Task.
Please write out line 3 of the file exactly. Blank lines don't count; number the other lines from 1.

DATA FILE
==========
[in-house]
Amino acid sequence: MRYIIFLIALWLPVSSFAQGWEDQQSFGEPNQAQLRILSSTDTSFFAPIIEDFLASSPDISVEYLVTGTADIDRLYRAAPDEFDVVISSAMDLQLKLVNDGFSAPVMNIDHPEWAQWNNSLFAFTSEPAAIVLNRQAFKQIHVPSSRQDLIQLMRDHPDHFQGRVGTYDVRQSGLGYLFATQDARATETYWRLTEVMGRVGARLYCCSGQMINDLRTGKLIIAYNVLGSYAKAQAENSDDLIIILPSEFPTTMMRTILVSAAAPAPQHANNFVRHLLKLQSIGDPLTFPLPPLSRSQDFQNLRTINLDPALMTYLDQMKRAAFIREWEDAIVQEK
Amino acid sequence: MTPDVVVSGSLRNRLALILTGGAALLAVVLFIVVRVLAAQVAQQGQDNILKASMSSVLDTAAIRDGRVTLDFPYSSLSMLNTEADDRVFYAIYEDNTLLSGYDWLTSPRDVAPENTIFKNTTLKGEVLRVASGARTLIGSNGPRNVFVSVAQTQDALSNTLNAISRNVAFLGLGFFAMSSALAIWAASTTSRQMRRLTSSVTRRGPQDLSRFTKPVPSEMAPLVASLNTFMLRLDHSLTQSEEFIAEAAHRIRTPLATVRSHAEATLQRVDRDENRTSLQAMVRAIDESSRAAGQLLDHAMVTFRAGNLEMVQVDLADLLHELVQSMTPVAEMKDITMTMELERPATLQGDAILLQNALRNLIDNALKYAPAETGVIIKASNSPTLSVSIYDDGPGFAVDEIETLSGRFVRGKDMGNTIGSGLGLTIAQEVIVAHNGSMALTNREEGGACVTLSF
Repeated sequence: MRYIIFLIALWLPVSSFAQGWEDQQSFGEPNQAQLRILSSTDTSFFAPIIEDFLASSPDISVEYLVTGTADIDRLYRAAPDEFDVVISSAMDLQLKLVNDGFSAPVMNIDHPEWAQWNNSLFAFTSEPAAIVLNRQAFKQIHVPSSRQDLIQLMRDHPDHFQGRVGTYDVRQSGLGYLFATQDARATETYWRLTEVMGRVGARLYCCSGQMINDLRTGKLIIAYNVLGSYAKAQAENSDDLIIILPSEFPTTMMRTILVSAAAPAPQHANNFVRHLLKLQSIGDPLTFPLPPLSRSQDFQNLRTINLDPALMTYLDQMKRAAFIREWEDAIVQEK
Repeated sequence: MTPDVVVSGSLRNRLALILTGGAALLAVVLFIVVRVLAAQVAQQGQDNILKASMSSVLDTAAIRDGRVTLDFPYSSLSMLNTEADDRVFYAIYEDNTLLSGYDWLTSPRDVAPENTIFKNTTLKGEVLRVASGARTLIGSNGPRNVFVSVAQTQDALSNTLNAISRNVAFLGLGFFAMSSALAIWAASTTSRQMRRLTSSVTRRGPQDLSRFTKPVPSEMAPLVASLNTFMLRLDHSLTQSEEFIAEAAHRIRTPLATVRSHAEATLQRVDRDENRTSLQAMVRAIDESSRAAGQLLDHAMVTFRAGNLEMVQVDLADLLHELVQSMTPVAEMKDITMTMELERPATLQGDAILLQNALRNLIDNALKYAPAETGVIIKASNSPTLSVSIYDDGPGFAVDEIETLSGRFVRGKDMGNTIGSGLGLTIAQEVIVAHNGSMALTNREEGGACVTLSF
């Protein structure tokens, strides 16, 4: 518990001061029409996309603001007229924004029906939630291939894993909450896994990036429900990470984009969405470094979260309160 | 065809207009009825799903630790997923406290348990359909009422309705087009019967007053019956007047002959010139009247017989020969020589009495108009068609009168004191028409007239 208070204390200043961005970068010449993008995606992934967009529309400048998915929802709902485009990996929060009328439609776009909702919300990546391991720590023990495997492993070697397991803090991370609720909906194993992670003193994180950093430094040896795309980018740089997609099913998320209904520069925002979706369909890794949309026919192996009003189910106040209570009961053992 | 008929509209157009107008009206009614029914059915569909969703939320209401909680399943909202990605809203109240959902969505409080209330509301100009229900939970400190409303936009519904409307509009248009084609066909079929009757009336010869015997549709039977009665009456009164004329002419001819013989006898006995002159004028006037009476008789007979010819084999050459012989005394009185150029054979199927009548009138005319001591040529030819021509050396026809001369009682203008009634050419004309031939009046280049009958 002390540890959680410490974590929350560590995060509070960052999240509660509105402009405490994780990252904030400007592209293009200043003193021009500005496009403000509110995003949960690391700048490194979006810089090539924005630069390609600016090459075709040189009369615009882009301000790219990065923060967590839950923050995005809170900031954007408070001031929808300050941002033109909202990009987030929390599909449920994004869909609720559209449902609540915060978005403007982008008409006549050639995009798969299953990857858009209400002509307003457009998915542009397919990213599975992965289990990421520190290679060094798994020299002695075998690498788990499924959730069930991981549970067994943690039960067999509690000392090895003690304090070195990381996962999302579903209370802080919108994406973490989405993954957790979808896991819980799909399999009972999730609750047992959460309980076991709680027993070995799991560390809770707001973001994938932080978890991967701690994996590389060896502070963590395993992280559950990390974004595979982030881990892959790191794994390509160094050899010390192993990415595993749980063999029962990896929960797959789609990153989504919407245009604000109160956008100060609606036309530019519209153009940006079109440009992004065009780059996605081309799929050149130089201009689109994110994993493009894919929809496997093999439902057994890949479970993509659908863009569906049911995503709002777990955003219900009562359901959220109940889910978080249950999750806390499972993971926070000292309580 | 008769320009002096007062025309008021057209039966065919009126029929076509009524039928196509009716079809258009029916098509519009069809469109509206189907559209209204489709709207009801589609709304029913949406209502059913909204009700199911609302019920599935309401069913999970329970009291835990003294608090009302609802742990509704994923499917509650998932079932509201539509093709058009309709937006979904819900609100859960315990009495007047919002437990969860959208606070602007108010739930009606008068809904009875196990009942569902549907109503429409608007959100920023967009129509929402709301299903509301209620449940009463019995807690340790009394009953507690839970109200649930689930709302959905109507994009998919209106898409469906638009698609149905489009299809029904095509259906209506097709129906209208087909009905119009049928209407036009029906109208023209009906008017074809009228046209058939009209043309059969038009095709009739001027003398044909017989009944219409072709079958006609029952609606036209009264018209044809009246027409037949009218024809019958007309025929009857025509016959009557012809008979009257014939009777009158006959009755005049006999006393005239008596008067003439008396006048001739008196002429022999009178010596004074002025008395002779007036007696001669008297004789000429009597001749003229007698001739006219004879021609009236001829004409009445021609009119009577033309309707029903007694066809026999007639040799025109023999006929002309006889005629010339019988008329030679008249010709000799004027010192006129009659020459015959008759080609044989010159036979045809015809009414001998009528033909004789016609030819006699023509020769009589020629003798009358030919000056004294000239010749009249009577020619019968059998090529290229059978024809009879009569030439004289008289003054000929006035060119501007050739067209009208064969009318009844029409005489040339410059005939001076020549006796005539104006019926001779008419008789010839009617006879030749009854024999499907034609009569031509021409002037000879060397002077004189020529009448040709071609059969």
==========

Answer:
Amino acid sequence: MTPDVVVSGSLRNRLALILTGGAALLAVVLFIVVRVLAAQVAQQGQDNILKASMSSVLDTAAIRDGRVTLDFPYSSLSMLNTEADDRVFYAIYEDNTLLSGYDWLTSPRDVAPENTIFKNTTLKGEVLRVASGARTLIGSNGPRNVFVSVAQTQDALSNTLNAISRNVAFLGLGFFAMSSALAIWAASTTSRQMRRLTSSVTRRGPQDLSRFTKPVPSEMAPLVASLNTFMLRLDHSLTQSEEFIAEAAHRIRTPLATVRSHAEATLQRVDRDENRTSLQAMVRAIDESSRAAGQLLDHAMVTFRAGNLEMVQVDLADLLHELVQSMTPVAEMKDITMTMELERPATLQGDAILLQNALRNLIDNALKYAPAETGVIIKASNSPTLSVSIYDDGPGFAVDEIETLSGRFVRGKDMGNTIGSGLGLTIAQEVIVAHNGSMALTNREEGGACVTLSF